Synopsis: On September 12th 2004, just two and a half days before Johnny Ramone’s death, a group of musicians and friends staged a benefit concert in Los Angeles to celebrate the 30th anniversary of the Ramones’ first performance and raise money for cancer research. That unforgettable night – along with Johnny’s subsequent memorial service – is captured in this combination concert film and Johnny Ramone tribute documentary featuring interviews with and performances by Red Hot Chili Peppers, Eddie Vedder, Rob Zombie, Deborah Harry, The Dickies, X, Henry Rollins, Pete Yorn, Lisa Marie Presley, Dicky Barrett, Joan Jett, Steve Jones of The Sex Pistols, Thurston Moore, Tim Armstrong of Rancid, Tommy, Marky & C.J. Ramone, and many more.
eyelights: the tributes to Johnny Ramone by other music legends.
eyesores: the confusing film title. the abridged performances.
“At the concert when the band comes on
I am in the ring where I belong
On my last leg just gettin’ by
Halo round my head, too tough to die”
‘Too Tough to Die’ is a confusing DVD. Marketed as a tribute to Johnny Ramone, it actually focuses on the 30th anniversary Ramones Tribute concert performed by the remaining Ramones and their friends at Avalon Hollywood in Los Angeles, on September 12, 2004.
Further to that, the film begins as a sort of tribute to the Ramones, with many of their peers and celebrity friends commenting on their origins and their impact, but ends with a tribute to Johnny Ramone, who passed away two and a half days after the tribute concert.
In the middle of this, is the concert. Or excerpts of it, really, given that not all the performances were shown in their entirety – sometimes the participants are talking over the performances. And, presumably, some set lists were trimmed for inclusion in the film.
I had no idea what to make of this DVD when I first saw it in stores, years ago. I thought it was a documentary on Johnny Ramone, but when I’d read the back it mostly referred to the Tribute concert. I wanted more on Johnny, but I wasn’t sure I wanted the concert.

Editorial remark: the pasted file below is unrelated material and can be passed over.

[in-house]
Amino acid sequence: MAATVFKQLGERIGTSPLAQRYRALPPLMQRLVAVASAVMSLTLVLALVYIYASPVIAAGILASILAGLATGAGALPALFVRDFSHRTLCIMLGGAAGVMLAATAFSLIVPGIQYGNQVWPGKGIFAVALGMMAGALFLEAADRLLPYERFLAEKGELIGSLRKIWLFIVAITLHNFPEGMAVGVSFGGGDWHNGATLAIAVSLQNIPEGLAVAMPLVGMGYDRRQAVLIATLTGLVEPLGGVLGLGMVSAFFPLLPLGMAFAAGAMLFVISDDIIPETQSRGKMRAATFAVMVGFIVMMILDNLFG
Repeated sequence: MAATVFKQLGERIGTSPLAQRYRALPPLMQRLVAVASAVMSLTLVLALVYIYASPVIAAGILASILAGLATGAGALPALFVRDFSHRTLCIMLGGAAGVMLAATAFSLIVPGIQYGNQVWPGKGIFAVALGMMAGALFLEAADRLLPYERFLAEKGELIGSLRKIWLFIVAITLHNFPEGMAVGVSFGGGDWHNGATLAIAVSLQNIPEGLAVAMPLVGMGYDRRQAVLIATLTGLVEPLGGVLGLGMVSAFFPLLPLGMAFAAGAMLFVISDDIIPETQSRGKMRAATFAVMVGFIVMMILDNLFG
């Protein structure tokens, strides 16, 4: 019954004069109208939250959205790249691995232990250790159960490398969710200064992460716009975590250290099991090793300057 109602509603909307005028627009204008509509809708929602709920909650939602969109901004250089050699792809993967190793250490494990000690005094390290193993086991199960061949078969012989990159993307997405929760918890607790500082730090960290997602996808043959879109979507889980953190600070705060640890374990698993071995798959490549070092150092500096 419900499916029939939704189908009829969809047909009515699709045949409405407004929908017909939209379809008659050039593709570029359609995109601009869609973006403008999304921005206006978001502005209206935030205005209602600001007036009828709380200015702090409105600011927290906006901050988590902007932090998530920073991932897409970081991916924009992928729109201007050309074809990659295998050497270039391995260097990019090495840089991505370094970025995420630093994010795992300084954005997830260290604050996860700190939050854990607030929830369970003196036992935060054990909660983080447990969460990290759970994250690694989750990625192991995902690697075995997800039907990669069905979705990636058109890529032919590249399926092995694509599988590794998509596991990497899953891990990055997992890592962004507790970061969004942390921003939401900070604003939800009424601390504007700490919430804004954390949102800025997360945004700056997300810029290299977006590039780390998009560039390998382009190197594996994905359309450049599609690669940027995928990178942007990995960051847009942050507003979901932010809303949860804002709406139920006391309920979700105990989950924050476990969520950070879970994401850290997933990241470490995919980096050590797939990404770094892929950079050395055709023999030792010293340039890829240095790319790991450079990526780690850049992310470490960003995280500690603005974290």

After all, what’s a Ramones concert without all of the Ramones?
I spent a long time see-sawing between buying it and putting it back on the shelf. It took months before I finally gave in, and only because the Ramones fan in me couldn’t ignore it. But I must admit that the confusing packaging was a huge deterrent for me – and perhaps for others.
What makes it appealing is the caliber and number of the participants involved. Naturally, all the remaining Ramones are interviewed, as are Johnny’s widow and Joey’s brother, and the many behind-the-scenes players and collaborators they’ve have over the years.
But what’s exciting are that many of Johnny’s musician friends, such as Dicky Barrett, Blondie, The Dickies, Steve Jones, Lisa Marie Presley, Red Hot Chili Peppers, Henry Rollins, Sonic Youth, Eddie Vedder and Pete Yorn, also were extensively interviewed and paid tribute to the band.
While most of the commentary was conventional and/or familiar, I think my favourite bit of them all was Rollins’ description of his first Ramones show as “a gauntlet of fists” – that is was “utilitarian”, with no banter, breaks, nothing. Yes, that very much sums them up I’d say.
I’m no great fan of Rollins, but he stood out even in this incredibly (accomplished) company: he was articulate, confident and intense. Even his live performance, at the tail end of the show, was by far the best of the lot. It was high energy and the crowd went absolutely bonkers for it.